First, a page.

5 Ways Fasting Speeds Up Fat Loss

Intermittent fasting is simply engaging in periods of time when no calories are consumed, and then eating in a condensed time frame.

It can be especially helpful for those who are stuck in a fat loss plateau to kick start fat burning.

There are a number of methods to choose from, but all of them include not eating for a period of 16-24 hours, and then consuming all of your calories within a certain time frame usually 6-8 hours.

When people are fasting, it includes the time when they are  asleep, luckily!

In a typical 16 hour fast you would stop eating after dinner around 8pm. When you wake up in the following morning instead of eating breakfast, you would  have coffee, tea or water and wait until lunch time at 12-1pm to have your first meal. You would eat from 12-1pm until 8pm.

This would be an example of a 16-18 hour fast. To help with the hunger some people will add coconut oil or heavy whipping cream to their coffee or tea  to keep them satiated until they eat at lunch time. This kind of fasting can be done daily.

Another popular form of fasting is to go a full 24 hours without eating, this could be from 2pm Tuesday to 2pm Wednesday with just water and coffee consumed.

This approach allows you to fast for a full 24 hours, but still eat every day. If someone engages in a full 24 hour fast these are typically done 1-2 times per week.

There are great benefits from fasting down to a cellular level, but today our focus is on how fasting can help with fat loss.

When fasting is applied correctly it can be an extremely powerful tool to help with fat loss. Below we will cover some of the ways fasting works its magic in the fat loss war.

1.) More Calories Burned

As you all know it is not just about calories in and calories out, but when trying to achieve fat loss calories do matter.

The closer you get to your ideal body composition the more specific your approach will need to be.If fat loss has stalled calories should be looked at to assess if they are too high or too low, for too long.

Contrary to popular belief sometimes calories need to be increased for a short period to boost the metabolism, and continue with fat loss.

During periods of fasting the metabolism is boosted and adrenaline is increased which allows you to more efficiently tap into fat stores on he body.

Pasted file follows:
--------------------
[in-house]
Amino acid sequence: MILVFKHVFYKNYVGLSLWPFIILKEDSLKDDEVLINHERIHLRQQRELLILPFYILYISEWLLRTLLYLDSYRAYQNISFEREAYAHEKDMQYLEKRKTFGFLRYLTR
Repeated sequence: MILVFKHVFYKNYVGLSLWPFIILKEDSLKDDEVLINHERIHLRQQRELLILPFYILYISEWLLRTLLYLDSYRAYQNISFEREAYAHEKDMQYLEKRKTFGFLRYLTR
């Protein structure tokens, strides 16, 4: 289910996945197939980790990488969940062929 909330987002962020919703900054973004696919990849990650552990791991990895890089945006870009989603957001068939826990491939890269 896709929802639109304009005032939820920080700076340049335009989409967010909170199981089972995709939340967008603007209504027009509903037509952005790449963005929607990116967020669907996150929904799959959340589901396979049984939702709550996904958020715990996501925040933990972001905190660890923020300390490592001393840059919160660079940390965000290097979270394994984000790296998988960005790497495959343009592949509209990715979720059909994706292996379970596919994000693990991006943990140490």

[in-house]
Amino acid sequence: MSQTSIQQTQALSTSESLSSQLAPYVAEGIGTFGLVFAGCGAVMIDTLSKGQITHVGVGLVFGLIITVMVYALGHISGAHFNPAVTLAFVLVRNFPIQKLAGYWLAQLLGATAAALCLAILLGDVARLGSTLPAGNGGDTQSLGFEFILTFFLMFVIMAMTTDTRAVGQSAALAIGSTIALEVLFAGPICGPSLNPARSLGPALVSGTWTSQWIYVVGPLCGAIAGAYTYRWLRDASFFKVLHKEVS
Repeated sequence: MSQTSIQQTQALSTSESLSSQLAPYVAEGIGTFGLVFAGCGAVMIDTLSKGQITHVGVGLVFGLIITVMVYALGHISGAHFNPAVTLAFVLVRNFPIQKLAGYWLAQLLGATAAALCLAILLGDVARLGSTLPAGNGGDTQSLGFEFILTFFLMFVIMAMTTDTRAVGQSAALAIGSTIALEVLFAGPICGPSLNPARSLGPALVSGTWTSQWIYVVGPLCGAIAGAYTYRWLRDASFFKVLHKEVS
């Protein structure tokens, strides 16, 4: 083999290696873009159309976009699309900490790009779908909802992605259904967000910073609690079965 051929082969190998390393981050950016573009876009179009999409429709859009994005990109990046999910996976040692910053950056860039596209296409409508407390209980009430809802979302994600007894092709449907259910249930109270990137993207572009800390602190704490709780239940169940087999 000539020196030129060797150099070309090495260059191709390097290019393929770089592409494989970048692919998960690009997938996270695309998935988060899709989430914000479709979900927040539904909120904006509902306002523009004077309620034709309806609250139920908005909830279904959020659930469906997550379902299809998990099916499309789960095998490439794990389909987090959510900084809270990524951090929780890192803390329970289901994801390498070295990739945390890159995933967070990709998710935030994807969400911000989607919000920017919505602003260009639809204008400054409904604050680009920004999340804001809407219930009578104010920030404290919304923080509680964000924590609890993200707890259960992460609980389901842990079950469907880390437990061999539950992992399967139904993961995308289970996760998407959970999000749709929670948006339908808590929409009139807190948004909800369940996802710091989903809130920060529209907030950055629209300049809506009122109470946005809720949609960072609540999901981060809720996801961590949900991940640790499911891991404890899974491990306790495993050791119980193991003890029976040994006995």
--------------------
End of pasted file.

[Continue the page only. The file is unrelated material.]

An added benefit of fasting is that you will have more energy than you would think and the mental clarity can be great for those looking to be productive.

As I write this newsletter I am currently fasting, and am about 14 hours into a 16 hour fast!  

2.) Become A Fat Burner, Not A Sugar Burner

When you are fasting the metabolism will switch from relying on blood sugar to burning predominantly stored body fat .

When eating the body chooses to utilize carbohydrates for fuel first, and then shifts to burning fat.

Because people consume so many processed carbs, sugars and excess calories on a daily basis the body rarely have the opportunity to burn fat.

As a result any extra calories that aren’t needed will be converted and stored as body fat.

When you are fasting the body has no other option but to burn up stored body fat. When you are completing a fasting period the body will be burning far more fat than it would during a normal day of eating.

3.) Fasting Increases Fat Burning Hormones

Hormones are at the base of all metabolic functions in the body, and losing body fat is no different. Growth hormone is one of the most important hormones that contributes directly to body fat reduction.

During periods of fasting growth hormone becomes elevated in both frequency and intensity. Because of the abundance of growth hormone during fasting we get put into a fat burning overdrive!

4.) Increase Fat Burning Enzymes

While hormones definitely reign supreme in the fat burning world, enzymes play a role in supporting the functions of hormones.

Hormone sensitive lipase is the enzyme that helps fat cells release fat to be used by the muscle, and lipoprotein lipase is the enzyme that allows your muscles to burn fat as fuel.

By fasting you up regulate both of these enzymes causing more fat to be released by fat cells, and allowing more fat to be used as fuel in the muscles.

This is a marriage made in heaven for anyone who is looking to burn extra body fat!

5.) Decreased Fasting Insulin Levels